EVERY WRITER AGREES that part of the joy (and sometimes the terror) of writing is when we can see or feel the impact it has on our audience. Someone leaves a blog comment, sends an email, tweets or speaks to you in person to tell you that you've moved/helped/inspired them or entertained/made them laugh.
I've had readers of my book say “You've probably heard this a million times, but . . .” and then they tell me they got a revelation or had a breakthrough while using my writing prompts or doing an assignment in my online course. Sure, there are patterns to what I hear. But I never get sick of it.
The day I'm bored by feedback from my own readers is the day I need to croak off and let somebody younger take up my sword.
Today on my travel blog, a reader left a comment on There’s a Passport with Your Name on It saying that my story inspired her and her husband and two sons to set the intention to get their passports.
Since for four people that'll be about $550 in passport fees (including photos), not to mention the persistence to get the paperwork done and rustle up the birth certificates, I was a little awestruck. While writing the story I'd had flashes of hope that it might move someone who'd never had a passport to actually think about applying for one—but mostly I was too busy writing to get caught up in hoped-for outcome. This documented result was way more than I'd visualized.
It reminded me of the magical powers we have as writers.
Mind you, until I started thinking about it after reading that comment, I had never said to myself “I have magical powers as a writer.” Just knowing you have power can be thrilling, motivational and scary . . . but magic powers? When I see it in that light it puts even more fun into the whole writing caper. Not to mention huge impatience to cast some more spells out there!
I decided to ponder the magic powers I've used (or plan to use) in existing and future scripts.
For my first script (which is sitting in a pile of submissions at a producer's house near London, with a friend providing reminders on my behalf), I want moviegoers to feel all the same stuff they feel while watching Back to the Future: disbelief suspended by comedy and outlandish modes of travel, identifying with my main character's mission enough to root for a happy ending, entertained to the core.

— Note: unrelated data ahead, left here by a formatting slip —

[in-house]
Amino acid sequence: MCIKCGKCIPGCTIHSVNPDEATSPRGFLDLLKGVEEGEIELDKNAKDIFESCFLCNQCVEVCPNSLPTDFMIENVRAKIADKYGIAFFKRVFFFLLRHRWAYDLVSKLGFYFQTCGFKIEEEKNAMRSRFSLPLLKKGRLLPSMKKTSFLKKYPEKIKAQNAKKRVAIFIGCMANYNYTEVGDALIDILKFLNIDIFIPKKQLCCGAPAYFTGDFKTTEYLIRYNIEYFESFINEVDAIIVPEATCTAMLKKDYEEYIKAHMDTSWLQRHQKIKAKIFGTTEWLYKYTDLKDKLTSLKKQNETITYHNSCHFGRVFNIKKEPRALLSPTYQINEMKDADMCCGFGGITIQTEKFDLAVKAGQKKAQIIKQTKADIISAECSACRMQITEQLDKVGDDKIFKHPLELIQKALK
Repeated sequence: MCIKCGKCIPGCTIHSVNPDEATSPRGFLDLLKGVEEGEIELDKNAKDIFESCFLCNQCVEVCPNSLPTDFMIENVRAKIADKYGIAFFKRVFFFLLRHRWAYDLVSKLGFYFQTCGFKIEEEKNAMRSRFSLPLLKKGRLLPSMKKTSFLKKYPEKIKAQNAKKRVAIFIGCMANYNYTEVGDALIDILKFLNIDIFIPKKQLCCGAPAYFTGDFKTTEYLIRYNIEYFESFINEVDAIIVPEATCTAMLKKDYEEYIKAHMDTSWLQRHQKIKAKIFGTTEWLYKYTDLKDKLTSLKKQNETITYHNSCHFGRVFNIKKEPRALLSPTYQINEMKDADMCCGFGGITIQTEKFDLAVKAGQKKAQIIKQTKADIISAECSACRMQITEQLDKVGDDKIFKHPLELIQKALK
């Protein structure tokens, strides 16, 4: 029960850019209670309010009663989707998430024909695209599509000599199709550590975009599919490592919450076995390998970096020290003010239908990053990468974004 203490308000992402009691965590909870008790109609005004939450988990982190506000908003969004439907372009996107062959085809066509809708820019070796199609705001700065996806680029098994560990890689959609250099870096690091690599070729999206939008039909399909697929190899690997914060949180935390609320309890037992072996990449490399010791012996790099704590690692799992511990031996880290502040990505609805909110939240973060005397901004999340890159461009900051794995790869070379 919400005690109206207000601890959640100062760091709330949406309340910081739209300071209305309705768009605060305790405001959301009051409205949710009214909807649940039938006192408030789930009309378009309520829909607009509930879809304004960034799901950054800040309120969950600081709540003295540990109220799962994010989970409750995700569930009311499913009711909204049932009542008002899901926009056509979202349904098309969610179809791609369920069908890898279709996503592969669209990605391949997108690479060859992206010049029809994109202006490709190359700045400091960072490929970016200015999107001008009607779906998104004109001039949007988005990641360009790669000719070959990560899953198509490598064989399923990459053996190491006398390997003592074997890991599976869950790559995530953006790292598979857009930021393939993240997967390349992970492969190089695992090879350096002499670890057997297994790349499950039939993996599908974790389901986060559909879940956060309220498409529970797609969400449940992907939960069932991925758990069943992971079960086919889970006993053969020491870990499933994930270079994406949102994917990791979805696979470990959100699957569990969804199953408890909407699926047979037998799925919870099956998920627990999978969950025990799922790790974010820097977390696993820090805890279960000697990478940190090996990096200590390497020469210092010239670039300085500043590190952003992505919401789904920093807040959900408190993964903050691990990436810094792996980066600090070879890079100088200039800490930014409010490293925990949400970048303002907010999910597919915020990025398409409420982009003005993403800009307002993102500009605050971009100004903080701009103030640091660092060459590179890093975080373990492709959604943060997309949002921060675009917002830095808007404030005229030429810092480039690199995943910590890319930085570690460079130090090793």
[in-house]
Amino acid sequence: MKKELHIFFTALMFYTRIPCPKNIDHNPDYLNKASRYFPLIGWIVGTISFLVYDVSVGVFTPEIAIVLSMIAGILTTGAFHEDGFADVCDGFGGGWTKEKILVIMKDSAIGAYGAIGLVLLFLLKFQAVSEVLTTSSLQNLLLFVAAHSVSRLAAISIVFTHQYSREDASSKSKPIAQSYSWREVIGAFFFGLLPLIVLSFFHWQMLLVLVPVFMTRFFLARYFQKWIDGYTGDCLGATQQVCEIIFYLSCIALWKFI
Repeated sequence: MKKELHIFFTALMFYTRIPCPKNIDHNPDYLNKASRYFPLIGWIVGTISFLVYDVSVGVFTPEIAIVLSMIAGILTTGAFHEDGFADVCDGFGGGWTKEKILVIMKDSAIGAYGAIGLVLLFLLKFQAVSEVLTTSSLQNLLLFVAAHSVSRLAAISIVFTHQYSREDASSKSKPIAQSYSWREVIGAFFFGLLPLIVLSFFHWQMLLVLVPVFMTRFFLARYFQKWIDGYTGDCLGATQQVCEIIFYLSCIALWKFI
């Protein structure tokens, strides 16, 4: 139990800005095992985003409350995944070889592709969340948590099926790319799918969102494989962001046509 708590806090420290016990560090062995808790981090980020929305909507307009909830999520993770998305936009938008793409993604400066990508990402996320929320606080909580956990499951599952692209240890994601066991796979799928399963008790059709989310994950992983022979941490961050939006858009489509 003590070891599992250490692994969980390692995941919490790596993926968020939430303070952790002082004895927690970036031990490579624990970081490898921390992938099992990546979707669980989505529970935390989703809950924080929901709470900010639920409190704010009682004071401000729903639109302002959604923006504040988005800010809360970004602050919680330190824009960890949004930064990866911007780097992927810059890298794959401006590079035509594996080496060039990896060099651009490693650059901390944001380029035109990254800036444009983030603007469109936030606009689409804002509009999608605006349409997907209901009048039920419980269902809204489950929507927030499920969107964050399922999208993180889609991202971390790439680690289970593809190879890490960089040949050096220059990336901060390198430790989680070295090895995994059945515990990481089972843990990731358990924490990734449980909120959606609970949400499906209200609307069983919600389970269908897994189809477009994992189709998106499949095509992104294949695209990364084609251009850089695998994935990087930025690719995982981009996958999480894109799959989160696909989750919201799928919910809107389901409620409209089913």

I also hope the sex angle will make a few viewers squirm (it's one of those TMI things) while leaving them amused with—or maybe scornful of—the main character's predicament. I want them to feel they're more powerful than he is, until they see the rabbits he pulls out of his hat to save some butts that are special to him.
For my partly-written second script, I want to make the audience laugh simultaneous to the two halves of any couples (potential, existing or broken off) identifying so strongly with the man-woman stuff it reminds them of their own lives. I also want the lone wolf element to prickle people's set-in-stone beliefs, just as she does with her fellow characters.
For my latest script idea, the one I'm still incubating, I want to shake people up to think about possibilities beyond what they normally imagine, but in a way that relates to their own lives and problems. I want to take them into other dimensions.
How about you? Which magical powers are you wielding in your latest script/novel/poem/blog post? Do you fully believe in and accept your powers?
Milli Thornton (aka Milliver) is the author of Fear of Writing: for writers & closet writers. She is owner of the Fear of Writing Online Course, where her mission is to put the fun back into writing. Milli blogs at Milliver's Travels and the Fear of Writing Blog and coaches writers individually at Writer's Muse Coaching Service.
Think wrongly, if you please, but in all cases think for yourself. – Doris Lessing
Go forth into the unknown, explore the caves of your unconscious, fear not your “dark side,” find the gold.
— Robin Hoffman (@AuthorAlchemy)